For some, Christmas is coming early this year. And for some, it won’t come at all.
For Dax Locke, it is both.
The 28-month-old Washington resident is suffering from a rare form of leukemia, and three weeks ago, his parents received the phone call they feared.
The doctors said there was nothing more they could do and Dax would likely live only four to six weeks. Chances Dax will make it to Christmas are dismal.
“It was quite a shock,” said Trish Hurtgen, a family friend, who, with her husband, passed out fliers and created the Web site decoratefordax.com.
“After they absorbed that information, they decided they would celebrate Christmas every single day,” she said. “We found out they were putting up their Christmas tree, and we decided to put up our lights to show that we were in support of them.”
Hurtgen requested the Scout not call Dax’s parents because it’s a particularly rough time. However, it’s not all tears.
When she passed out fliers asking the neighborhood to decorate, there was an overwhelming response. And it didn’t just stay in their subdivision.
People all over Peoria are putting up lights in support of Dax, and the family drives around each night to view them.
“Word just spread,” Hurtgen said. “From there, my husband created the Web site so people who were outside of the neighborhood could decorate and post their pictures.”
Support for Dax became visible on campus this week when Delta Upsilon put up a strand of lights with Dax’s name.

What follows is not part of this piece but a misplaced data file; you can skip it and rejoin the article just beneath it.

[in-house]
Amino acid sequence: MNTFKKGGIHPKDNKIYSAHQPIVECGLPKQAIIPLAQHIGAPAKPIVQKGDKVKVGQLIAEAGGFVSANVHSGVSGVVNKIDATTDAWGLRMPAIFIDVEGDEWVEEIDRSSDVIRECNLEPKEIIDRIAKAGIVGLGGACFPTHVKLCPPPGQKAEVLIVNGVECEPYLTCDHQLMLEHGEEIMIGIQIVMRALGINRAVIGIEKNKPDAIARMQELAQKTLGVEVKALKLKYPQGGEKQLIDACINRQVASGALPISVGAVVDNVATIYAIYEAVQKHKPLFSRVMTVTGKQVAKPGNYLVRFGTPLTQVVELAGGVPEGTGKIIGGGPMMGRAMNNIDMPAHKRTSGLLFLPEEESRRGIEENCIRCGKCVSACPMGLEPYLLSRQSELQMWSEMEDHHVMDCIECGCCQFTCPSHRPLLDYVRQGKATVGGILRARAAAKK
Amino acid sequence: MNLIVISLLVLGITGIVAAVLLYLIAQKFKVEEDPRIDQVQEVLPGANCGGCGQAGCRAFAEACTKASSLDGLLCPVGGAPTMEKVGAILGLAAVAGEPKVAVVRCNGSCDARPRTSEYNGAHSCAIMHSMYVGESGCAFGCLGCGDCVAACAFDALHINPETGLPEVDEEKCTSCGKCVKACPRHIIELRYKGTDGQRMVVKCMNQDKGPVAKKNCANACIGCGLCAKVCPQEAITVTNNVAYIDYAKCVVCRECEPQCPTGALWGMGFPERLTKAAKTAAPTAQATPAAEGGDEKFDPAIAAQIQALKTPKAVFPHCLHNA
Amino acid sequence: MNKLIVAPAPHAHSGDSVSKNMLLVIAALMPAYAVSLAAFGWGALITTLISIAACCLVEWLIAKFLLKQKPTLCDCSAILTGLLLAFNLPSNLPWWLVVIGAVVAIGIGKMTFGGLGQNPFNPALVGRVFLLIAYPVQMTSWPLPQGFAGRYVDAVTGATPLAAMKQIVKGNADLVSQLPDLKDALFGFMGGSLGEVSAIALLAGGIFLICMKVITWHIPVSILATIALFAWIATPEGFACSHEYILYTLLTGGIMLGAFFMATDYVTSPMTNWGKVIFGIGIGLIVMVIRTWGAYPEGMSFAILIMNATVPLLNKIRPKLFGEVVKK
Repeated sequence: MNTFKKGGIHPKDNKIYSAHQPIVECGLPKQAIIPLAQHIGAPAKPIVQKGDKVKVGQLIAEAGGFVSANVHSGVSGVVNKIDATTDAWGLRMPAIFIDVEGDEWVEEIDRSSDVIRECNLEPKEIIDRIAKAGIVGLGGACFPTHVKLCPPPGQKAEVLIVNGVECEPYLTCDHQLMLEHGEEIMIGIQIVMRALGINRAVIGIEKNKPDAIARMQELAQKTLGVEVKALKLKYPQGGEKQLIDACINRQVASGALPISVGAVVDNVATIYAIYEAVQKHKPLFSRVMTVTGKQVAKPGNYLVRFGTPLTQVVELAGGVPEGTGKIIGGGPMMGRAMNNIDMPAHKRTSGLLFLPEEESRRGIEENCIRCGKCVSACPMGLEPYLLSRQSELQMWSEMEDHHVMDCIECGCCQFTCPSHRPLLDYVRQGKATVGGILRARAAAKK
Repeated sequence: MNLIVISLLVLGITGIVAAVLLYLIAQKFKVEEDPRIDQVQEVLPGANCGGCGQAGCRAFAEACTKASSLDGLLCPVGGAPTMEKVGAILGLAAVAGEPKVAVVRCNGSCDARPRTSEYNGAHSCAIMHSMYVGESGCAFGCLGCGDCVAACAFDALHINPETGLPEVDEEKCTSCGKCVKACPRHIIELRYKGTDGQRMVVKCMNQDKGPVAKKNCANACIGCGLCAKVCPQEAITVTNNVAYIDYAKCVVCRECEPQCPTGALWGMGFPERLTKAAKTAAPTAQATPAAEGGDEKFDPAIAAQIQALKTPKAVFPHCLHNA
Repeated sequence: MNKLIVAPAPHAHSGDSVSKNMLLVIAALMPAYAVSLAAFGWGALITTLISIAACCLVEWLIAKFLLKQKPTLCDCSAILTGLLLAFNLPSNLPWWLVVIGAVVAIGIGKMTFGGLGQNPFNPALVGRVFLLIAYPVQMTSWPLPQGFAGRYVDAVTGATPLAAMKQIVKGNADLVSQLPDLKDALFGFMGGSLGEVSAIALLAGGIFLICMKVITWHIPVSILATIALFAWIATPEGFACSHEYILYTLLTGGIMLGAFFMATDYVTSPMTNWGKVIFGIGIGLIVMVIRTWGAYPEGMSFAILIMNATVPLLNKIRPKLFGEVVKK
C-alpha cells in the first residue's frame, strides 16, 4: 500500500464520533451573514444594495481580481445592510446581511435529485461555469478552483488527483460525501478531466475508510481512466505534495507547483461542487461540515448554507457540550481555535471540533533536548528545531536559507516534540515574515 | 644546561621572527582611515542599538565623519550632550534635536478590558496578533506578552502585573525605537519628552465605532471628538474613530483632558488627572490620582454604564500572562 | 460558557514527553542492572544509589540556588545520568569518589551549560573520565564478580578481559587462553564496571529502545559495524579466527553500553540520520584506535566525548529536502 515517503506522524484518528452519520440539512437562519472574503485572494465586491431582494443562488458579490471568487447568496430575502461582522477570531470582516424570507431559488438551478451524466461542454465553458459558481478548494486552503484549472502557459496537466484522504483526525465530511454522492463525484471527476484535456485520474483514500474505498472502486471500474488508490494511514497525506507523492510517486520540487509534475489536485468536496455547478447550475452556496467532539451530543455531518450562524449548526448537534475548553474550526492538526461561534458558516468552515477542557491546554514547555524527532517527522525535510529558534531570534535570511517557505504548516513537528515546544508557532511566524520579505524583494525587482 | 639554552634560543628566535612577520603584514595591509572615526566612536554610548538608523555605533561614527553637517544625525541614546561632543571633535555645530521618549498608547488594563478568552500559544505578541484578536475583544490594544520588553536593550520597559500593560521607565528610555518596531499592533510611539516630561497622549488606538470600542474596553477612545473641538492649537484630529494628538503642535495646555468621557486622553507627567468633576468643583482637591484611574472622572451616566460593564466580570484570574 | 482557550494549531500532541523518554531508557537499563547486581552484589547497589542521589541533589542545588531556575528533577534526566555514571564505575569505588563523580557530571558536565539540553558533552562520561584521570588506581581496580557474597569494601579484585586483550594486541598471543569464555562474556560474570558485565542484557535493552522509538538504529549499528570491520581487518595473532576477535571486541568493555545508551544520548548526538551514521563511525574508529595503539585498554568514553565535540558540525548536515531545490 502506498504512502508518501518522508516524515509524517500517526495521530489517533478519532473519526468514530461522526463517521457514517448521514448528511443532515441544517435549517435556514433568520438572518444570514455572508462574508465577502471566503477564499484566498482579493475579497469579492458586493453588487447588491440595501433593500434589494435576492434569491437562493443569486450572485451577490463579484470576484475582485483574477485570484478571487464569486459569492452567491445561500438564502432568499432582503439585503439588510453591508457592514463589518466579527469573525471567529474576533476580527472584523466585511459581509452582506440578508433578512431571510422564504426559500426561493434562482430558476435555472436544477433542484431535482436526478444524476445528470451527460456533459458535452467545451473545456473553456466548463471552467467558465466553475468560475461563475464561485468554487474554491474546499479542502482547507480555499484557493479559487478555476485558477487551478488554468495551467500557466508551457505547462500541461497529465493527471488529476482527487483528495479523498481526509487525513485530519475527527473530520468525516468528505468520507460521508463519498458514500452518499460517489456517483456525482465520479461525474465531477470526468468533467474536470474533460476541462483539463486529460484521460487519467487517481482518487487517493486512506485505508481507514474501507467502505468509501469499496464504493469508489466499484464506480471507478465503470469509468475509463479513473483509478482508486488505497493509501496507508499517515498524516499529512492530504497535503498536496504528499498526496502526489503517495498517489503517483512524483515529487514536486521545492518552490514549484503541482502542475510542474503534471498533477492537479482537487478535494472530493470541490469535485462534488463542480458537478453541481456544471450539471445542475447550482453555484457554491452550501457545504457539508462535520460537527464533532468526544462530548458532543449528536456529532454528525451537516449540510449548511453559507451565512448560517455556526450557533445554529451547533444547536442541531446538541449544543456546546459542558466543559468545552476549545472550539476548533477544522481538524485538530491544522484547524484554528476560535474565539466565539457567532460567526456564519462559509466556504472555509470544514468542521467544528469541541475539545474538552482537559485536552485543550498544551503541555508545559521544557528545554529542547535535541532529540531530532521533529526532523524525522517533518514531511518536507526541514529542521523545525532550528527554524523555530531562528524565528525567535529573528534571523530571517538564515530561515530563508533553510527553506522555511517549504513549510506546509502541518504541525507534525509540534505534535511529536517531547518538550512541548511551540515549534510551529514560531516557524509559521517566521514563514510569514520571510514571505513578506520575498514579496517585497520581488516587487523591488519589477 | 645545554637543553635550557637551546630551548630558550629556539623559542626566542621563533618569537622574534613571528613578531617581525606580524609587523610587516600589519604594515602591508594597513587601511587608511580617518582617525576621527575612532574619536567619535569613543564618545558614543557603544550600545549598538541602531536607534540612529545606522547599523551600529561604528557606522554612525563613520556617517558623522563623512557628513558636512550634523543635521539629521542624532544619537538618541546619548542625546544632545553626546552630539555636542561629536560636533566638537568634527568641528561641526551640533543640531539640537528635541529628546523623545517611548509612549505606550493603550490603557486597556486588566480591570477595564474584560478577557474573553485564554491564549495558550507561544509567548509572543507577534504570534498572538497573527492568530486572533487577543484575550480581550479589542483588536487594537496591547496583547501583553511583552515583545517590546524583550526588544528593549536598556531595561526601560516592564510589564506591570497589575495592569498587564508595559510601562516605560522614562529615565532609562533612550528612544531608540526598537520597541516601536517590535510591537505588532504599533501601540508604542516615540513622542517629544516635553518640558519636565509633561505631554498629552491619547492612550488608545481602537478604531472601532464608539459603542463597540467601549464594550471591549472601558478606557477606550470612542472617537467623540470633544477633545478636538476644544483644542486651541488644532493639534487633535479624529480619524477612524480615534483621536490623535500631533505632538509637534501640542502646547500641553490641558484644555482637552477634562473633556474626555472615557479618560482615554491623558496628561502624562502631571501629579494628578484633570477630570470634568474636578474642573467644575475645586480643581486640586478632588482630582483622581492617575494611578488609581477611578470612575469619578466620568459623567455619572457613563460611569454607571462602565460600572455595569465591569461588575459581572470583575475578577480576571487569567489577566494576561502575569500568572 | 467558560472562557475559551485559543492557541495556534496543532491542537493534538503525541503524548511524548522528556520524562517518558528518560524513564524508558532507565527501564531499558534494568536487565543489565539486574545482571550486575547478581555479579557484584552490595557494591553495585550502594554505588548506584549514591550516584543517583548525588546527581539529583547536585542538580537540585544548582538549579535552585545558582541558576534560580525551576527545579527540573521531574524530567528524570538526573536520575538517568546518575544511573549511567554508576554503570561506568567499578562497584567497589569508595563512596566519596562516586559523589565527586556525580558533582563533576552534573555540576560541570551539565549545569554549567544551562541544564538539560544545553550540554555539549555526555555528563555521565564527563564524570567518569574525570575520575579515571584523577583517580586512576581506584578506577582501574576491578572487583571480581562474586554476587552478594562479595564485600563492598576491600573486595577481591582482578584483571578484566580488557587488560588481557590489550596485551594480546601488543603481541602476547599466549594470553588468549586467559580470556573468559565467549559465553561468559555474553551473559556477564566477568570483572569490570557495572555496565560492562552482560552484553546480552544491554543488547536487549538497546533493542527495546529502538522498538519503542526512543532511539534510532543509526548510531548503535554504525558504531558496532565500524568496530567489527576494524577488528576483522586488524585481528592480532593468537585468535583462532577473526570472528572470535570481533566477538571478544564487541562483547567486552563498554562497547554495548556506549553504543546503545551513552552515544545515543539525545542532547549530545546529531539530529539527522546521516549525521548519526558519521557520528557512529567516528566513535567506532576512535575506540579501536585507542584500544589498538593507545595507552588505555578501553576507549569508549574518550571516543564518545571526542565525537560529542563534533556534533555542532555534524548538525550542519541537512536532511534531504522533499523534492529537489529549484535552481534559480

DU decided to get involved partially because their philanthropy is St. Jude Children’s Research Hospital, the hospital at which Dax was treated, said Jeff Kauther, a DU member who helped decorate the house.
DU members also spoke about it at an Interfraternity Council meeting and urged other greeks to become involved. Since then, Sigma Nu and Theta Chi have decorated, and Kauther said other houses plan to become aglow.
“We’re kind of hoping to get all of greek row lit up – that’s the big push,” Kauther said. “We can raise a lot of money [for St. Jude], but at the same time, we can put up a lot of lights and help make this kid’s day better. It’s completely worth it.”
The Web site has received pictures from almost every state, and also Switzerland, Germany and Afghanistan.
A Brownie troop caroled to Dax, the Festival of Lights lent Dax’s neighbors a float and businesses have shown support.
Dax’s mom said he loves it.
“When we were driving into the hospital … he was pointing at all the Christmas lights,” she wrote on her Weblog. “They bring him so much joy.”
With more than 62,000 site hits in two weeks, this has become more
than a small community story. It’s become a movement, and it’s likely Dax isn’t the only beneficiary.
Hurtgen explained to me that this is bringing back the true meaning of Christmas, because it’s all about generosity, doing things for others and expecting nothing in return. And she’s right.
Hearing Mariah Carey’s “All I Want for Christmas is You” one too many times can make it easy to be negative about the holidays.
But a little boy with leukemia and a couple friendly neighbors have shown that Christmas isn’t just a Hallmark holiday. And it’s shown that it doesn’t have to be Christmas Day to give a present.
So why not help?
In addition to decorating, Hurtgen also said St. Jude is in need of donations, and blood and plasma donations are needed.
You can donate to St. Jude through the Decorate for Dax site. Campus’ next blood drive is the Megan Fong Memorial Blood Drive is noon to 6 p.m. Dec. 3 in the Markin Family Student Recreation Center. Talecris Plasma Center is located on Sheridan.
Christmas magic really is like the bell in “The Polar Express.” The bell is always ringing, but choosing to listen is a decision.
Emily Regenold is a senior journalism major from Cincinnati. She is the Scout managing editor.
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